Sell yourself

“Selling yourself” – one of those phrases we use in a somewhat metaphorical sense, but which nonetheless has a more literal meaning than we probably give it credit. In modern capitalist society, where pretty much anything can be commodified, we regularly sell our labour to others. To put this another way, we alienate part of ourselves in order to get the cash that we need to sustain ourselves. But in precapitalist societies such as Chosŏn, it was possible not just to sell part of oneself on a temporary basis but to sell oneself whole, to alienate one’s own body in perpetuity.

I recently came across some information about the Chosŏn practice of ‘self sale’ (chamae 自賣) in volume 3 of the brilliant Chosŏn sidae saenghwalsa (History of everyday life in the Chosŏn dynasty) series, in the section on ‘famine foods’ (구황식품, 굶주림을 해결하라, pp. 196-217):

During repeated famine years, when people’s livelihoods became uncertain, some starving peasants sold themselves and their wives and children as slaves in order to guarantee at least some level of subsistence. The document created for this purpose was called a chamae mun’gi (contract of self-sale).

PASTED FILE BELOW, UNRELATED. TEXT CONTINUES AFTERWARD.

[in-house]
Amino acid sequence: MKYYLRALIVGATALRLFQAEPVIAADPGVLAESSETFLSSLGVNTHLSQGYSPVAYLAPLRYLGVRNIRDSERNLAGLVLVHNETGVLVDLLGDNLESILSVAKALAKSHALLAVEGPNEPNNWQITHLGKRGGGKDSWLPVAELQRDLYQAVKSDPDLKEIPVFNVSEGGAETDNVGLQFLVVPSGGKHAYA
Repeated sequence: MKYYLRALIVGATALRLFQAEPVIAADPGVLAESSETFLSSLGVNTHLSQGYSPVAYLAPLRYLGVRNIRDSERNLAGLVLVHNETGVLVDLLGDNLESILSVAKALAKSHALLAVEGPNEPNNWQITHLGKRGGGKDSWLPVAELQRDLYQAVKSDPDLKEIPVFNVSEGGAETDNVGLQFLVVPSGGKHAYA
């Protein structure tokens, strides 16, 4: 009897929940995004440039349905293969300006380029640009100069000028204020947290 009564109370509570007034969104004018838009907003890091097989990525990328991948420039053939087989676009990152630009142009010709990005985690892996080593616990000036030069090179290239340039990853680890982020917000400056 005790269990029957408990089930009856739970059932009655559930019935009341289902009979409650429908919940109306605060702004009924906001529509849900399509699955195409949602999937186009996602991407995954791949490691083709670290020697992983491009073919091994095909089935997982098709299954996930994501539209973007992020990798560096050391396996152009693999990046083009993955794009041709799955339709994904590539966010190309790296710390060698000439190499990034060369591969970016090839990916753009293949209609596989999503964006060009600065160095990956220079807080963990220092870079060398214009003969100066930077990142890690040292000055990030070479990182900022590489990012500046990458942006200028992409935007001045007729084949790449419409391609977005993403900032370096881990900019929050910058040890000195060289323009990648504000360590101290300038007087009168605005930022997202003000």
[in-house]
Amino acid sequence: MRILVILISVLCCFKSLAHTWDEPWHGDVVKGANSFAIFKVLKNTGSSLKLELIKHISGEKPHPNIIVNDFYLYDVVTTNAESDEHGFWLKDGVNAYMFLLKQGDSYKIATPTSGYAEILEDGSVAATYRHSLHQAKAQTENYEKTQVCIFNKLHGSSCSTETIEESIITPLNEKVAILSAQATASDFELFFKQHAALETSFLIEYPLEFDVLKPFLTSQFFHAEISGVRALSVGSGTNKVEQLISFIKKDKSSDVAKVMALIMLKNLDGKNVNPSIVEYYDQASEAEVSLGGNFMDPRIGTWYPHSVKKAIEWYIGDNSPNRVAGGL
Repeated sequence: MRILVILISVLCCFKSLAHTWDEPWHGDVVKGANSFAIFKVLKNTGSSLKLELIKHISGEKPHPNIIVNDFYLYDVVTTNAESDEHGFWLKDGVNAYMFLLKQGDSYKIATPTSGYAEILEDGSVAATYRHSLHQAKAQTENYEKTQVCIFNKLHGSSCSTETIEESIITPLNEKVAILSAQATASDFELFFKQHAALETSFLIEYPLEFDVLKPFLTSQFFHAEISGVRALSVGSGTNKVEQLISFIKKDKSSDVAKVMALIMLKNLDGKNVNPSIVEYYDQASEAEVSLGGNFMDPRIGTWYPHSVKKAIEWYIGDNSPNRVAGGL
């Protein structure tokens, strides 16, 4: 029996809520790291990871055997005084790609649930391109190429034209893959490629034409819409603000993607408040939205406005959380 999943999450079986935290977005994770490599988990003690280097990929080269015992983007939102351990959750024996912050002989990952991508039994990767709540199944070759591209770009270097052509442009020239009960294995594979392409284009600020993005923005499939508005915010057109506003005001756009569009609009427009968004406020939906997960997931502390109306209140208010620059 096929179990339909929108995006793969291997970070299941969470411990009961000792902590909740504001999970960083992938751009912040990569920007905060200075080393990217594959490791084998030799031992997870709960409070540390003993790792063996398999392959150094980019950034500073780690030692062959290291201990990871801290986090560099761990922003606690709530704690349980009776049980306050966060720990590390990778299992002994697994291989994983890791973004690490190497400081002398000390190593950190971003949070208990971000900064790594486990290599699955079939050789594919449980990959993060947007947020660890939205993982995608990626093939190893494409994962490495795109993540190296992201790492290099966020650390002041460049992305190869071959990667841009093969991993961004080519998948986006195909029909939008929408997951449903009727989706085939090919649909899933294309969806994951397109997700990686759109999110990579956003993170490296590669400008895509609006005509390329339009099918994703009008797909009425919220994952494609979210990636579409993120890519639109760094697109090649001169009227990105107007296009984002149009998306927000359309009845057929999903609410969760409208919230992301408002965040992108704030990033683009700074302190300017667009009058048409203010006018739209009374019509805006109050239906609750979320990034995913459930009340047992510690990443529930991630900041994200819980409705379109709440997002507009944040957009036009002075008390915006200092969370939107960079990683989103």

Here is an example of such a document, dating from 1815, from Andong in Kyŏngsang Province:

Contract of self-sale
(Source: Donga Ilbo).

Interestingly, there is still a word used in everyday Korean which is clearly related to this practice and the more general Chosŏn practice of buying and selling slaves as commodities: momkap (몸값), literally ‘body-price’. Although nowadays it is used to mean the price of a prostitute or the cost of a ransom.

Actually, a project I’m currently working on has led me to think quite a bit about the question of slavery in Korean history. For anyone who is interested in a short and clear introduction to this topic, and the quite fierce debates that surround it, I would highly recommend reading the late James Palais’ essay ‘Slave society’ in the small booklet published in 1998 by Yonsei University under the title Views on Korean Social History. I seem to recall that there are one or two people in the US working on the subject of slavery in Chosŏn history for their PhD research, but I can’t remember who they are. Perhaps someone can enlighten me… And while I’m asking for enlightenment, perhaps our fellow mainland and archipelagan froggers would know whether similar practices of ‘self-sale’ can be found in Chinese and Japanese history.


  1. Thanks Elizabeth. I think it might have been Joy Kim I met a few years ago, but I’m really terrible with remembering names.

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